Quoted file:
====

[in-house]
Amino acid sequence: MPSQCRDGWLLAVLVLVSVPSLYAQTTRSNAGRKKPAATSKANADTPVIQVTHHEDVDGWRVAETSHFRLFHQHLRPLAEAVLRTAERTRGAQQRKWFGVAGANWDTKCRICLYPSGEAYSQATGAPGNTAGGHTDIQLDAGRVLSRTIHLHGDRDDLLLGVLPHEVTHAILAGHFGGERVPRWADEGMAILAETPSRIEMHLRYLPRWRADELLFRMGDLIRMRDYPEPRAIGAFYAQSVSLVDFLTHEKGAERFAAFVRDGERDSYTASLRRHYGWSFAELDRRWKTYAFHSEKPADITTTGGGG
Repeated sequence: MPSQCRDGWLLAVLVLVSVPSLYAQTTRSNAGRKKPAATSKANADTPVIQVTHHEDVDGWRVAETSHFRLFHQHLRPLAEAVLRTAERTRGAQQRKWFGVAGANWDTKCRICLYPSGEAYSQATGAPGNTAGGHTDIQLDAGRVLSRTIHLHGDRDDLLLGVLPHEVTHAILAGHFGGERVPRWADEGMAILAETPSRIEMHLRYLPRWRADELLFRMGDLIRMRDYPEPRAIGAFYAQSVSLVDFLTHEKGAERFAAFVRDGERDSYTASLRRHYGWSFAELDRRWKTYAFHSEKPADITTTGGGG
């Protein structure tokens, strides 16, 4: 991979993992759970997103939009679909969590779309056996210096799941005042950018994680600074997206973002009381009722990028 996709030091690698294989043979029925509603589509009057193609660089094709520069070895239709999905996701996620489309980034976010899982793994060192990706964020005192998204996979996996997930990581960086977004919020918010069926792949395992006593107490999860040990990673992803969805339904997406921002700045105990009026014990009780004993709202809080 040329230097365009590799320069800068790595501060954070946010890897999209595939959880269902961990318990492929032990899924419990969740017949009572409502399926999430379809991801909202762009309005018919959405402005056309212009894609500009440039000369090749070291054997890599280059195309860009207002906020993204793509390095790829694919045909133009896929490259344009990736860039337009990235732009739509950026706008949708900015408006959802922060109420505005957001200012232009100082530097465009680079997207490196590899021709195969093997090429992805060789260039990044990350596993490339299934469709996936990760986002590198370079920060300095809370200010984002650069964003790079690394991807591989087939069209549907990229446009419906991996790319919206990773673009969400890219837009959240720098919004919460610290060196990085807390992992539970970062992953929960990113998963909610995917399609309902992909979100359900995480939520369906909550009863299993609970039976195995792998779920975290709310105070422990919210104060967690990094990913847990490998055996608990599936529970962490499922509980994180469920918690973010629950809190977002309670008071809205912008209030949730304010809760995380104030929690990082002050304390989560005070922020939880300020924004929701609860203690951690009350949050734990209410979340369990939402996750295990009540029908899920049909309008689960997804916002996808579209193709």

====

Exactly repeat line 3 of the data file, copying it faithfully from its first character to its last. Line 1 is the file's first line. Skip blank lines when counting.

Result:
Repeated sequence: MPSQCRDGWLLAVLVLVSVPSLYAQTTRSNAGRKKPAATSKANADTPVIQVTHHEDVDGWRVAETSHFRLFHQHLRPLAEAVLRTAERTRGAQQRKWFGVAGANWDTKCRICLYPSGEAYSQATGAPGNTAGGHTDIQLDAGRVLSRTIHLHGDRDDLLLGVLPHEVTHAILAGHFGGERVPRWADEGMAILAETPSRIEMHLRYLPRWRADELLFRMGDLIRMRDYPEPRAIGAFYAQSVSLVDFLTHEKGAERFAAFVRDGERDSYTASLRRHYGWSFAELDRRWKTYAFHSEKPADITTTGGGG